"We're here, we want it, give it to us." other alleys am
(The Sandbar) has to prove each north to inc
one of these, and they haven't done everything. Tht
that. They didn't address any one of want to see thai
these four points. They didn't even probably hada
submit any letters of utilities with re- that potentially
gards to this petition. other alleys mii
It was the job of the planning com- usefulpurpose.
mission to have denied it (the requested t'
alley vacation) if it wasn't presented. doned-thats
Strode As a practical matter, I
don't think a utility would try to put anything there,
because they'd have to tear out grease traps. Even if
there were a legal alleyway there, there would be a
conflict between the existing uses of the restaurant and
any utilities.
The old one effectively has no use for utilities
where the new one would have a utility capacity.

* Item: the proposed vacation is not detrimental to
the public interest.
Merrill Again, the burden of proof is on the
applicant to demonstrate there is no detriment to the
public interest The burden of proof is not on the pub-
lic. In other words, the public does not have to demon-
strate there is a detriment.
The burden of proof on all these is very, very im-
portant, and I think, at least at the planning commission
level, it hasn't been handled that way. It's been the
public having to prove up their case rather than the
petitioner having to prove his case.
The first threshold question as to this criteria is
what is public interest? Here it's pretty clear, and I
think the planning commission was unnecessarily and


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unduly, and perhaps illegally, limiting what public in-
terest is.
The alley vacation would create a large block of
prime waterfront land that would be ideal for a major
commercial expansion or a large residential develop-
ment which isn't in
the attorney representing keeping with the village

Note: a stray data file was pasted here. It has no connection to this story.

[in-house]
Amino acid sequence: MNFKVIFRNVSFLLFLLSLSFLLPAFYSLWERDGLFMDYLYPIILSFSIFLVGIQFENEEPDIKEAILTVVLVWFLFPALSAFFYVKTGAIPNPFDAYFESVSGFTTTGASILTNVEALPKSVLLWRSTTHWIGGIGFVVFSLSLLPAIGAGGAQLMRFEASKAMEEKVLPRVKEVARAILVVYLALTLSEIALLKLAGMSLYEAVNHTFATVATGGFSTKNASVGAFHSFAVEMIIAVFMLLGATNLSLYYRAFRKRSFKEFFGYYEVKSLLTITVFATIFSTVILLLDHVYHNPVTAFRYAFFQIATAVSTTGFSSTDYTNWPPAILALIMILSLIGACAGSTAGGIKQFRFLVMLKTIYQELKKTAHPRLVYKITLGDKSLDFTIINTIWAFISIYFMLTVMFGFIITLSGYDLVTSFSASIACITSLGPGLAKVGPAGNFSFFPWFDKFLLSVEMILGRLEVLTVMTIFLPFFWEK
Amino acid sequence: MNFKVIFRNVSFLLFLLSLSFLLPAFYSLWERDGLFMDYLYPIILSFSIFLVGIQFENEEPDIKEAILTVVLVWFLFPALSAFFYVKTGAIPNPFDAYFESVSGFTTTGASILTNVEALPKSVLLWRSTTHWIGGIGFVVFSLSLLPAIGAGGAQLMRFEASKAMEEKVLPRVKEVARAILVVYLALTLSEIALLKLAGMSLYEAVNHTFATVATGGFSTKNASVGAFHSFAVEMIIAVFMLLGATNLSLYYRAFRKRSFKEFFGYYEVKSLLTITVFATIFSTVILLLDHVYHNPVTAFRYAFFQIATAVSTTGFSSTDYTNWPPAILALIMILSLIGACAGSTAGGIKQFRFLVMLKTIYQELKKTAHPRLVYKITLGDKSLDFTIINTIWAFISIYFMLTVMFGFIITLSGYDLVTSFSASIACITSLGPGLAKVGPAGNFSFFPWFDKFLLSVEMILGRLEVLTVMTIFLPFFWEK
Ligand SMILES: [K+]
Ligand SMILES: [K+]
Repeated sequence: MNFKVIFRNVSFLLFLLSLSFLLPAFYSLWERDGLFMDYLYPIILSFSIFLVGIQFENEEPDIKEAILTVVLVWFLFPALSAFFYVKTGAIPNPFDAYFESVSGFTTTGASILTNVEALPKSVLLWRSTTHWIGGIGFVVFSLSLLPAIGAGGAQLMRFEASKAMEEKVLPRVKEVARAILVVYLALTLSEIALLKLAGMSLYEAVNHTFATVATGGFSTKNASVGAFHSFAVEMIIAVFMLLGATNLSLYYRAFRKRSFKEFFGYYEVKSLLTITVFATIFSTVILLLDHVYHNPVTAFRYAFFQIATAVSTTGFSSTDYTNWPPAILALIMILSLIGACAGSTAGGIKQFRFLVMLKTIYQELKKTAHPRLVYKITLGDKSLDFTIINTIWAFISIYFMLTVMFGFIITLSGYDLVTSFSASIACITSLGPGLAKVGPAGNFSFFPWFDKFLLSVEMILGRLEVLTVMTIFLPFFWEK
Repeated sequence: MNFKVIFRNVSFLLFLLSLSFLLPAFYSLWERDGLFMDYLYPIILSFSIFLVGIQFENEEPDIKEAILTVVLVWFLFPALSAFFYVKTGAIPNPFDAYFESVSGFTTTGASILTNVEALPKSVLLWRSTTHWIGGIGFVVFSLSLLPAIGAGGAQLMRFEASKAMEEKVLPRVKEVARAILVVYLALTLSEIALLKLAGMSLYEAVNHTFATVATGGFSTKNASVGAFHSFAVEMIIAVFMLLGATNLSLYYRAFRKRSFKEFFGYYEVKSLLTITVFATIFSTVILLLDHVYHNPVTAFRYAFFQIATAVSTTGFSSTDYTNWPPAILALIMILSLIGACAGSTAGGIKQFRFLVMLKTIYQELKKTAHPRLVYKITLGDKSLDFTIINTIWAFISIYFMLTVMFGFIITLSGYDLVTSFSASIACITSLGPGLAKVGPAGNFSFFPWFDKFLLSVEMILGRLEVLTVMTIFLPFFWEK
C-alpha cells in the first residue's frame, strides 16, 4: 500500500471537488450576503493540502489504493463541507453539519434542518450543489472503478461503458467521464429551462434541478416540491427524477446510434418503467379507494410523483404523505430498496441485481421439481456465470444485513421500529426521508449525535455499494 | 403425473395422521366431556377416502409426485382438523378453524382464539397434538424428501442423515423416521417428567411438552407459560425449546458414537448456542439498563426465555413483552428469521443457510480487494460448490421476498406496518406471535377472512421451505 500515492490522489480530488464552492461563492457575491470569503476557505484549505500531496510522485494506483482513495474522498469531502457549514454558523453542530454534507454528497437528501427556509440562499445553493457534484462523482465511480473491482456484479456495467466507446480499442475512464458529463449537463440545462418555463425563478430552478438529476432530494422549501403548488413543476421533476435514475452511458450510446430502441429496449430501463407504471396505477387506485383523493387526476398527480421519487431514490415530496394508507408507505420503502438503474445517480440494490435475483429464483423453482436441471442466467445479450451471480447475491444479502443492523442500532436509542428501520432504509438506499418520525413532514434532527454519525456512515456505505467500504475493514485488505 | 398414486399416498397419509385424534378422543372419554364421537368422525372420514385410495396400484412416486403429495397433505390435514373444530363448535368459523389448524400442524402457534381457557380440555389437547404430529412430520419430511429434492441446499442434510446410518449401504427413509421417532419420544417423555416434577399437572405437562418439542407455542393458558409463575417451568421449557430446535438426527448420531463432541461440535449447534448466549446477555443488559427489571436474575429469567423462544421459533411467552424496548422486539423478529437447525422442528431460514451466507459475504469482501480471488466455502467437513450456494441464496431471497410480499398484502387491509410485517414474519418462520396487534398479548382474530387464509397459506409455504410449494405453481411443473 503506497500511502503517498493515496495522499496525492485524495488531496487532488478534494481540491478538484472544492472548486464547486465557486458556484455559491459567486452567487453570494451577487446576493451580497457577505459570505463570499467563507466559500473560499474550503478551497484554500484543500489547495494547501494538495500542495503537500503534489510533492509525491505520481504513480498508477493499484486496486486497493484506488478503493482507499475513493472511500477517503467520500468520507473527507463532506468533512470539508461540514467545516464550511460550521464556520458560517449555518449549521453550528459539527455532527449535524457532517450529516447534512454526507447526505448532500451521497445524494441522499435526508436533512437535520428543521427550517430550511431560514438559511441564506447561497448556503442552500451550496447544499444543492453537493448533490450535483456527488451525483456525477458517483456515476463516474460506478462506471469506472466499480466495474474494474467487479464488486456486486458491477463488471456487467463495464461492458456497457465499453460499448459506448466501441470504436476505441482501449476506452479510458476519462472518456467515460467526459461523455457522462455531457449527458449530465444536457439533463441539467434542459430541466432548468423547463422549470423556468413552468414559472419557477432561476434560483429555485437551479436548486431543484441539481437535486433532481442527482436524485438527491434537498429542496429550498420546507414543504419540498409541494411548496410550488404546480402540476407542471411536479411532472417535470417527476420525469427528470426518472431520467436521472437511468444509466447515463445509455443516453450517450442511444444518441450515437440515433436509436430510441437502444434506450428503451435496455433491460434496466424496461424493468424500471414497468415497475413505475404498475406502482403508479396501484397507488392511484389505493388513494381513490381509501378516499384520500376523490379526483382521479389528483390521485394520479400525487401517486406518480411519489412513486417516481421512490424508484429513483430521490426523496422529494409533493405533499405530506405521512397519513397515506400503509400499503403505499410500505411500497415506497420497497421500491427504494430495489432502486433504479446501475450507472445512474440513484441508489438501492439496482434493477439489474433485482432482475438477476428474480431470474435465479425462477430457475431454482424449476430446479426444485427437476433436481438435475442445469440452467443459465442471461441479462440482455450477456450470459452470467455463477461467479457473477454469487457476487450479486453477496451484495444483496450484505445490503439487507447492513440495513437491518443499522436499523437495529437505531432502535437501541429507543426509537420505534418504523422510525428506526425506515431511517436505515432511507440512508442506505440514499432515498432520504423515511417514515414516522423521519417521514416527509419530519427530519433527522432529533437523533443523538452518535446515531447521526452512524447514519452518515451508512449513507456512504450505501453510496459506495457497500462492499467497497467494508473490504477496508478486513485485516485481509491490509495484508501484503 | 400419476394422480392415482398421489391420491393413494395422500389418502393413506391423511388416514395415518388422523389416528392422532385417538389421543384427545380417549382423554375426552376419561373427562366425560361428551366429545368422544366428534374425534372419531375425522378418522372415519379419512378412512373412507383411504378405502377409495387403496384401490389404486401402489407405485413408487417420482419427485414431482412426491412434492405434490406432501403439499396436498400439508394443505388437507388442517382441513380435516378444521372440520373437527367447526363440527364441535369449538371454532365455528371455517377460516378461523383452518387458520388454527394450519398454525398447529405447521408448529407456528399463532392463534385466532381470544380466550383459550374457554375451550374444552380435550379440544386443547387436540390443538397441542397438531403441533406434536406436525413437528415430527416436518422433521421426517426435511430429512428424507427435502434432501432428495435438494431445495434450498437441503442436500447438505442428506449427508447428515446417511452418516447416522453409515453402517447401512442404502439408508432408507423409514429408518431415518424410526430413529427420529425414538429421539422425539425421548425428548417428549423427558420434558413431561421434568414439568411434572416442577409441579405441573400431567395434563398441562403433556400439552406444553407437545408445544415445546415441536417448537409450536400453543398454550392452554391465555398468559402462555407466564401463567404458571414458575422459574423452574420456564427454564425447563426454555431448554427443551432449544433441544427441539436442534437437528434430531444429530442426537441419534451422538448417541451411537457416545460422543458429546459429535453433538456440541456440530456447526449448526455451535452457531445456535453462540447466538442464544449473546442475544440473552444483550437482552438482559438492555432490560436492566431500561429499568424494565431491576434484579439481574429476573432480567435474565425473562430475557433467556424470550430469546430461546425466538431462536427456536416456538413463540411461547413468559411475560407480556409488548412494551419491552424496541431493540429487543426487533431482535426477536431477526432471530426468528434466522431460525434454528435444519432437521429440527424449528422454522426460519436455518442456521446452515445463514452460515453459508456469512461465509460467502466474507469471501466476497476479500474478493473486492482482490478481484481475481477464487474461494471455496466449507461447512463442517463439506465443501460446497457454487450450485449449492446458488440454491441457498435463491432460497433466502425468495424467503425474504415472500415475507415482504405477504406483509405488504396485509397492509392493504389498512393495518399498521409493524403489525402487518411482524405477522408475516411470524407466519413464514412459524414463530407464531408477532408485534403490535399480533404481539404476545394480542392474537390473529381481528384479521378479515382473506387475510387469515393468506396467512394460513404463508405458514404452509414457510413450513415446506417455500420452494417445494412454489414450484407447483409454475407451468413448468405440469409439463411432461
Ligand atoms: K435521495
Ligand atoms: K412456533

7erty owners near the atmosphere of Anna
taurant the Pine Avenue Maria.
re adamant about the I think it's most im-
litigation than his oppo- portant that past city
liam Strode, ihe lawyer commissioners wisely
Sandbar owner Ed realized these restric-
tions were necessary to
ly is not ruling outa preserve the small
To get some sense of how homes, the sidewalks,
view the matter, The the quiet streets and the
'ander asked them to village atmosphere that
our elements of the city's makes Anna Maria very
nent regulations. unique among the beach
communities.
Now, if you have the zoning and the comprehen-
sive plan designation already which they do, they
have all that what's left to control growth? The only
thing that's left to control growth is the maintenance of
the right-of-way system, those alleys that bisect the city
into smaller blocks. That's critical to upholding the
current zoning laws.
Also, by doing this alley vacation, it does grant a
special privilege and benefit to the applicant They cre-
ated the encroachments on the alley, now they want to
benefit by their own illegal use. That is not something
the American justice. system usually fakes kindly to.
Strode -If somebody said, "My interest is to ag-
gravate Ed Chiles," that's not a legitimate interest. The
public interest in an alleyway is to have vehicular, pe-
destrian and utility access. It's much more in the pub-
lic interest to have a usable alley than an unusable one.
It's definitely a win-win situation (for Chiles) it
would clear up a fuzzy, ambiguous "paper" alley, and
the public would get a usable link in the traffic circu-
lation system.
We've presented testimony. In most vacation pro-
ceedings, special exceptions and various other land use
decisions, the only written material is the petition itself.
The petitioner, the supporters and the opponents give
verbal testimony. That's the general way the burden of
proof is met there's no par-